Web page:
When Wudmaer Alexandre, 7, hit a student to get his attention, it wasn’t the teacher who intervened but fellow first-grader Eddine Luma.
Wudmaer arrived at Forest Park Elementary School in Boynton Beach from Haiti six weeks ago. Although he learned to read English at school in Haiti, he can’t speak it.
So teaching him the rules of the classroom has been a challenge for his teacher, Laureen Potts.
Potts relies on Wudmaer’s Haitian classmates to translate for her.
She can have her pick: Seven of her 17 pupils speak Haitian Creole as their first language.
Teachers at Forest Park, where 31 percent of students speak Creole and 9 percent speak Spanish as their native tongue, have developed an informal system of matching newly arrived students who don’t speak English with bilingual students who can translate for them.
With new students arriving regularly from foreign countries, teachers say their students’ help is essential for relaying rules and assignments to the newcomers.
“It’s like if you were deaf. You would need someone to sign for you,” fifth-grade teacher Nina Lant said. “They’re your bridge into the world.”
Lant recently paired Haitian native Nelsy Nelson with Stephanie Chery, who arrived from Haiti two weeks ago.
The two sit next to each other in class, and Stephanie relies on Nelsy for learning everything from what Lant is saying to when to leave for lunch.
Students usually are eager for the translation assignments. They are accustomed to translating for recently arrived family members and typically are proud to be given such an adult job, said Jean Downs, Forest Park’s reading coordinator.
It hasn’t always been this way.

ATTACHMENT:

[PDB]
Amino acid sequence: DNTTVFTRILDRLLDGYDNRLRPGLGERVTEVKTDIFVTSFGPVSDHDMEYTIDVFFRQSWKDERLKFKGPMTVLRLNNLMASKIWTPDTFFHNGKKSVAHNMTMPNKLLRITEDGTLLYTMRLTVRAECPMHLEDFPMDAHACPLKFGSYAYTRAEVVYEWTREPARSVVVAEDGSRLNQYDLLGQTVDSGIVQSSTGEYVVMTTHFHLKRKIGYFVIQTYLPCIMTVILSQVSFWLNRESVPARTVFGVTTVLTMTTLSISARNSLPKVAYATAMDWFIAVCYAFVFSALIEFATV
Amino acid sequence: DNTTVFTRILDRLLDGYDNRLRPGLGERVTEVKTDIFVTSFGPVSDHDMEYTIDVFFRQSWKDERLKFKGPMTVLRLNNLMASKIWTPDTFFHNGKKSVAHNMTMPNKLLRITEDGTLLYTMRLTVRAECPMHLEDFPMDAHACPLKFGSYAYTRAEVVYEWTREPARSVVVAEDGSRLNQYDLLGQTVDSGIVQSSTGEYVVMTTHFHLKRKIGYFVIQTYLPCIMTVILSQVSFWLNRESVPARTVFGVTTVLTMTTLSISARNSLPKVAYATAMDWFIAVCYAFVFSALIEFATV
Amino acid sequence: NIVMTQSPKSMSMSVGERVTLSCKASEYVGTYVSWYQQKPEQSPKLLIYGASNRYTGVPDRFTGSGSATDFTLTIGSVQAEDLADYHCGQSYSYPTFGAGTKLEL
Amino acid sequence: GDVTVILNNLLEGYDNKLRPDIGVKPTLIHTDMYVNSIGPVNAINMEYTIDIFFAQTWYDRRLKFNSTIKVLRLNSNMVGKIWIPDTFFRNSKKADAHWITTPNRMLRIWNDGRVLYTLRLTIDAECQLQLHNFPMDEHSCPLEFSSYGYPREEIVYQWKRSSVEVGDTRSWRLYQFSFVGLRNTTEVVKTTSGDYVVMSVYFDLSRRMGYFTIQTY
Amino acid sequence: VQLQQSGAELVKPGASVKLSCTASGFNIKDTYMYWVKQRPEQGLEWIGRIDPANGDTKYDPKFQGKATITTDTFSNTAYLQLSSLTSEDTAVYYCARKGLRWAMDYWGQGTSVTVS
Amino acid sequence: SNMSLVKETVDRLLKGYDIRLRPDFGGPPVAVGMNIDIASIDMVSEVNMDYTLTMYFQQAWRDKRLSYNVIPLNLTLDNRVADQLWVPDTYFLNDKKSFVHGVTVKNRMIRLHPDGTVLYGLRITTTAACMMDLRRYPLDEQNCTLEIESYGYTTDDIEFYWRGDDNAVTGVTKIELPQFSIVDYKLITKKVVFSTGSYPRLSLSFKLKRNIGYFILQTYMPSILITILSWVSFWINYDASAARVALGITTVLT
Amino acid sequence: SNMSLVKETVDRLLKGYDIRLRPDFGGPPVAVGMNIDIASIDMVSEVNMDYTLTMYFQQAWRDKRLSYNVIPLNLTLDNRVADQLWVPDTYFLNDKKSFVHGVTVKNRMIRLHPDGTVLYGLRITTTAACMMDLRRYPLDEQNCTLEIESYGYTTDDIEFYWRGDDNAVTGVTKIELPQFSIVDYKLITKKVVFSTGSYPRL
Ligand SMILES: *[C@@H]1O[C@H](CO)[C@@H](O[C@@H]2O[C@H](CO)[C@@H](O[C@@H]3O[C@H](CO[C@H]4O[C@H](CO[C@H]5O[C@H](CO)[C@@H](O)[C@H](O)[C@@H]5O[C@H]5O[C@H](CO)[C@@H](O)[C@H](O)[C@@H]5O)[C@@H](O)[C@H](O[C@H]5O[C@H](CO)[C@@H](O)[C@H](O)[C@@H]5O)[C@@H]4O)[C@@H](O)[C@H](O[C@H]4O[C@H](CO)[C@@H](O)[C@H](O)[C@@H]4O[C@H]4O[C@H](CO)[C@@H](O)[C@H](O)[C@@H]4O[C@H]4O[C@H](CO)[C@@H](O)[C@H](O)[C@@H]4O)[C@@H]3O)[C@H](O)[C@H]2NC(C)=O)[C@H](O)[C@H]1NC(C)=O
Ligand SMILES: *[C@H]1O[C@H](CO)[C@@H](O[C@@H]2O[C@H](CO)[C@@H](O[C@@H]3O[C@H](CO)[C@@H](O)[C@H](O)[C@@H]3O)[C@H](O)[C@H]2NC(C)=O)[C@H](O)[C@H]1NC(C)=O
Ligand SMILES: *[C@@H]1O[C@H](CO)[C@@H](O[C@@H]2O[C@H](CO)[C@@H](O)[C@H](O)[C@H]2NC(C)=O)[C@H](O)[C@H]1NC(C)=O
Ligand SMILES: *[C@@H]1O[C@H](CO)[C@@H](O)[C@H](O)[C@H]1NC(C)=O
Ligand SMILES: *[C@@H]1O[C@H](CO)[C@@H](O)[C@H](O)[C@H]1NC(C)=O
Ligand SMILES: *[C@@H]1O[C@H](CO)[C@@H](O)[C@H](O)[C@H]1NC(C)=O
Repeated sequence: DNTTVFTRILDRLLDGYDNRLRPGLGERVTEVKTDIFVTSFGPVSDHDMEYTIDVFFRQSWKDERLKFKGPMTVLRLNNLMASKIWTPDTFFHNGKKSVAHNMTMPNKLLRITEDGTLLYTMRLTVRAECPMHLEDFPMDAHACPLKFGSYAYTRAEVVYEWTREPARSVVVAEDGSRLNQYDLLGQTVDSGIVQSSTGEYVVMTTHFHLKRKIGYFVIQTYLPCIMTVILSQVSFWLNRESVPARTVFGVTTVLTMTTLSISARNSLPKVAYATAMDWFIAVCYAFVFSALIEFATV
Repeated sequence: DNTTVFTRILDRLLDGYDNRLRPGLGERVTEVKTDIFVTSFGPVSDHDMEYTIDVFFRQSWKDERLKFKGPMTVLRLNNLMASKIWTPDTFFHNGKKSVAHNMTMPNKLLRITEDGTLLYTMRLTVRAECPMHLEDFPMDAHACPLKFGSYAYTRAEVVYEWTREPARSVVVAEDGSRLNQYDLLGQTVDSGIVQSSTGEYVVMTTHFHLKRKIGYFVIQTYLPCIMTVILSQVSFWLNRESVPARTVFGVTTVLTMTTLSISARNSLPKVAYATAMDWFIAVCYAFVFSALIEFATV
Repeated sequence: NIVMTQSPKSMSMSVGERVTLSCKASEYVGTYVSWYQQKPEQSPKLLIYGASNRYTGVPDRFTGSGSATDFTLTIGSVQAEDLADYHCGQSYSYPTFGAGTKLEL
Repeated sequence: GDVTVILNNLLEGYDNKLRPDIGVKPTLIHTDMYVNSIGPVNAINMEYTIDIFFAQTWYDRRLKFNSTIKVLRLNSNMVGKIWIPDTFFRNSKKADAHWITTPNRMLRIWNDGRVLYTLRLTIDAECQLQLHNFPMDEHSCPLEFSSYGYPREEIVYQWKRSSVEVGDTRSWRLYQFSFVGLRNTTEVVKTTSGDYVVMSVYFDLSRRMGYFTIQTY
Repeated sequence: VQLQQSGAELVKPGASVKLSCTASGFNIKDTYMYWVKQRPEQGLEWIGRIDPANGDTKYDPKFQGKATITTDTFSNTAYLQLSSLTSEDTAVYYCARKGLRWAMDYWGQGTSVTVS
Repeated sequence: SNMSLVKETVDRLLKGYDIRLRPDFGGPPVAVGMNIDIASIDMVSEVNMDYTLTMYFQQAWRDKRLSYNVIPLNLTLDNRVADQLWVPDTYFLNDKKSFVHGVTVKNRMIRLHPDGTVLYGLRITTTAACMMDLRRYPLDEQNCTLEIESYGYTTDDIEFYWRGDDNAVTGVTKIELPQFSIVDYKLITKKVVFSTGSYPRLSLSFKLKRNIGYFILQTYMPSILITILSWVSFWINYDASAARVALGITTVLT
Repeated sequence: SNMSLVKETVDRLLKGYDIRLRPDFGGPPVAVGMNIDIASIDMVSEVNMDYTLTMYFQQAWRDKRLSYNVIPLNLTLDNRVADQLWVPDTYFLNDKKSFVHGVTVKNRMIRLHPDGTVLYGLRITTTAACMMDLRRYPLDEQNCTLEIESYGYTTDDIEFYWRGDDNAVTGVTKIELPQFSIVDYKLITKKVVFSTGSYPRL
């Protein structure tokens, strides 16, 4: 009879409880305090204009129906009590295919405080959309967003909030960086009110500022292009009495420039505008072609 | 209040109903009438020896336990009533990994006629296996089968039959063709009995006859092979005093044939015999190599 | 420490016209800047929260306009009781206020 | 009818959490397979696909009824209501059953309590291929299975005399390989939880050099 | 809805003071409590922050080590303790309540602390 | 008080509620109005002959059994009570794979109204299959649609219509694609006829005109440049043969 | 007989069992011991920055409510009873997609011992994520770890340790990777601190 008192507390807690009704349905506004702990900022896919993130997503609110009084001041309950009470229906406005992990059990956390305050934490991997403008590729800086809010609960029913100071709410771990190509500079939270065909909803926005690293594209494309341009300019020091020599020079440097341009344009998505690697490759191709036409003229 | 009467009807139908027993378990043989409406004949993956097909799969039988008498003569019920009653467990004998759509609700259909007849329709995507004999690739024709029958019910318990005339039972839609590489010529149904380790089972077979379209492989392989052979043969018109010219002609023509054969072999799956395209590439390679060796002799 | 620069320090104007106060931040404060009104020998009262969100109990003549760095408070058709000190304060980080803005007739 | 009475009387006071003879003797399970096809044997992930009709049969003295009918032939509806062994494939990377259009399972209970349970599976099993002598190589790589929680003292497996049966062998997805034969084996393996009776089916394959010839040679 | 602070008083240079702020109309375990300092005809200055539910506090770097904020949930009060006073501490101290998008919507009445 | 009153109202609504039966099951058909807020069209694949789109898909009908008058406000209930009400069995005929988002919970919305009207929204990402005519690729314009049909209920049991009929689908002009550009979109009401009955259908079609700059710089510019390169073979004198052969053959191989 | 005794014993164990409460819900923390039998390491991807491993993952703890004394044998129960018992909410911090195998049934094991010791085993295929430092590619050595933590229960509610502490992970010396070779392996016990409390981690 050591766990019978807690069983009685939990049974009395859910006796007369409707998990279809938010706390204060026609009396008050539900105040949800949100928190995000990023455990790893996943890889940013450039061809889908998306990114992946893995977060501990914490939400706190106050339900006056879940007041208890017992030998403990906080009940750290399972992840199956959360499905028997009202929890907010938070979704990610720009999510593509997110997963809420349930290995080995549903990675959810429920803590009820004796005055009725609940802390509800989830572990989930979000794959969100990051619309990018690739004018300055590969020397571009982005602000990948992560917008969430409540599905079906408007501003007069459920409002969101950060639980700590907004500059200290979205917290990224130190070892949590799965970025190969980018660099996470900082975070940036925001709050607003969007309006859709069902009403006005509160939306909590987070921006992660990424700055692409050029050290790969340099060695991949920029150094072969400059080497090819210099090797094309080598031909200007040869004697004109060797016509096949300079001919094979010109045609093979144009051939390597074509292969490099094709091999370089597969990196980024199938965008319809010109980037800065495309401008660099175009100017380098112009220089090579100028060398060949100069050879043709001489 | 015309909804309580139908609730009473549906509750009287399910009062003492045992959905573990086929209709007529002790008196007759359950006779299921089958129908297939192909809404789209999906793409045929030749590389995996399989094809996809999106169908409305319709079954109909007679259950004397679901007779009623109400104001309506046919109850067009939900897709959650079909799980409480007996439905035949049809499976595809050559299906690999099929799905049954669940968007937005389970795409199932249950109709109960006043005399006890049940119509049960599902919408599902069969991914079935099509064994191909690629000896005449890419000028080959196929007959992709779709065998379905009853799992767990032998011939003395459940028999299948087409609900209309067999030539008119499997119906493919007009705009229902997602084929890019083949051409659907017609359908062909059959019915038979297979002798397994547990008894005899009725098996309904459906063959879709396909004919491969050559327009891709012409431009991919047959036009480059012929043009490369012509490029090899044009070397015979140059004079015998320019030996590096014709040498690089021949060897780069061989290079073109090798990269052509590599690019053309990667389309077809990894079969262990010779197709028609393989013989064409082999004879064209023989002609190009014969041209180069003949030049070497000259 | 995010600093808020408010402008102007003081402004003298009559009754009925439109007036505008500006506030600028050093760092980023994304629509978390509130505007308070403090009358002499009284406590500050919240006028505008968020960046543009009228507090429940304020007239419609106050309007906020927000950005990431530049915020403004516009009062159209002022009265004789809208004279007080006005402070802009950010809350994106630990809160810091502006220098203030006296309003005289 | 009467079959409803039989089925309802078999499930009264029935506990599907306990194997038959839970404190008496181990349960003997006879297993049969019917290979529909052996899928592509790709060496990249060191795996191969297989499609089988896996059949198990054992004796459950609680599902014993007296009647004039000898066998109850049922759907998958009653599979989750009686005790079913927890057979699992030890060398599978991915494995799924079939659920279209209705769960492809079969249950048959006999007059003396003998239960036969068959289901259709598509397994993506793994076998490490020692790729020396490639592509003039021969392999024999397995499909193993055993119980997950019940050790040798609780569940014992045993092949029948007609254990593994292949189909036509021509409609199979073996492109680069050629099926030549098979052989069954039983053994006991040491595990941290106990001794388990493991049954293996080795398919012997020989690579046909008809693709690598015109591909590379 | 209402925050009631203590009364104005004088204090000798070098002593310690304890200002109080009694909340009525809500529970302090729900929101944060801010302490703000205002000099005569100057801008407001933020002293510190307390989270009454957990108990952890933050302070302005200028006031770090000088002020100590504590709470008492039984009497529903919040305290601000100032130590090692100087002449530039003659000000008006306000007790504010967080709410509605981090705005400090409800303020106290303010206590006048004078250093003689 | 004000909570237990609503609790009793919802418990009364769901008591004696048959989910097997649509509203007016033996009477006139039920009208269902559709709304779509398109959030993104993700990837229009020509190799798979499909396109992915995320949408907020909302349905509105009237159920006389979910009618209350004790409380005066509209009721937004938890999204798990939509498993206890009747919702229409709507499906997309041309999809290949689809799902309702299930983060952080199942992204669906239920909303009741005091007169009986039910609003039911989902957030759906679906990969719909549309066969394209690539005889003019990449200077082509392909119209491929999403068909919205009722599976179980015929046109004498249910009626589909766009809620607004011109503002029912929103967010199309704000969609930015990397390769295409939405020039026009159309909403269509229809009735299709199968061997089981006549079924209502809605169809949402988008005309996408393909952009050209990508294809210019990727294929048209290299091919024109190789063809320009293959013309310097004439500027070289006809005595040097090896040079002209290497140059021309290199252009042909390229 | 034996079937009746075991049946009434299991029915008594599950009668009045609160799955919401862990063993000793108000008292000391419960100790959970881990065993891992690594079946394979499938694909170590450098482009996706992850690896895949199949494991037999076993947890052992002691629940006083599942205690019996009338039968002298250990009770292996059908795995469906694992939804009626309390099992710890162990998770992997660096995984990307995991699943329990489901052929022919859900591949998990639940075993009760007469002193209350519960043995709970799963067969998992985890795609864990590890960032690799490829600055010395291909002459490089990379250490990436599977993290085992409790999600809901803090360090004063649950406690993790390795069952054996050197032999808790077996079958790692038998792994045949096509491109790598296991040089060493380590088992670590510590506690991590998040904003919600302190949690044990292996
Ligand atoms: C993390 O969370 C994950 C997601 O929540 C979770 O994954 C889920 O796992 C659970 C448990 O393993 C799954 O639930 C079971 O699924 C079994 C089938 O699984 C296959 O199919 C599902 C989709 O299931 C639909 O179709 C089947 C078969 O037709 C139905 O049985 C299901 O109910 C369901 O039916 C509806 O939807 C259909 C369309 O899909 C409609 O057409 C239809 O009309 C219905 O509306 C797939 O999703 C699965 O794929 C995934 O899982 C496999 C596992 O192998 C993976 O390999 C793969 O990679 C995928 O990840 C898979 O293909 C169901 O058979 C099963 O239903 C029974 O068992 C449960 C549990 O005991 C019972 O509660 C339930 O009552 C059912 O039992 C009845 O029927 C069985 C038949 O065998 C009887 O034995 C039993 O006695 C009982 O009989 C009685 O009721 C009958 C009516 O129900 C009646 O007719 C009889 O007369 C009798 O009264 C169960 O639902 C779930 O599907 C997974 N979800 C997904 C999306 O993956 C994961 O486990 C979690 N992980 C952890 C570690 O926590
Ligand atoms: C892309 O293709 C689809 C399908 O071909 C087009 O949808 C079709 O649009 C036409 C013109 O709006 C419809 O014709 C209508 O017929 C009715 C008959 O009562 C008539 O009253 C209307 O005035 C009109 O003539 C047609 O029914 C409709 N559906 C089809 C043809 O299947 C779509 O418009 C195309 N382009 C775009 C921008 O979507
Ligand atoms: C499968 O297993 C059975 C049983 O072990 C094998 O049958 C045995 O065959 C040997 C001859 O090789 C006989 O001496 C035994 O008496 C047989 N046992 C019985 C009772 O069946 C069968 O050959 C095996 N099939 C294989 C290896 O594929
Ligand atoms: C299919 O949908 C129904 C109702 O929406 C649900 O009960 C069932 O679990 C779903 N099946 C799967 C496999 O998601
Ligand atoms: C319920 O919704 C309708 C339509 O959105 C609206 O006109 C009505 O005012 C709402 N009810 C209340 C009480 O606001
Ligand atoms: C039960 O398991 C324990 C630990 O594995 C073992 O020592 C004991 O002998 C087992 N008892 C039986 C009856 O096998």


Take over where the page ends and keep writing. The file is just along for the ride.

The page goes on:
When Downs taught at Forest Park 15 years ago, she said students were embarrassed to show they spoke another language.
“There was a stigma,” Principal Ethelene Powell said. “The students used to be so shy and withdrawn.”
But now that they make up a third of the school’s population, Haitian children at Forest Park have become a confident bunch. One school district official even says their translation skills may be a sign of advanced intelligence.
Students of Haitian and Hispanic descent can show gifted qualities by switching from one language to another in midsentence while keeping the message intact, said Jaime Castellano, a specialist for the school district’s programs that serve the poor.
Those who take care of younger siblings and have a lot of chores at home also are potentially gifted because their horizons have been broadened by the added responsibilities, he said.
Potts said translation skills need to be looked at as one of many facets of giftedness.
“It’s definitely a talent,” she said. “But it’s also a necessity.”
Lois Solomon can be reached at lsolomon@sun-sentinel. com or 561-243-6536.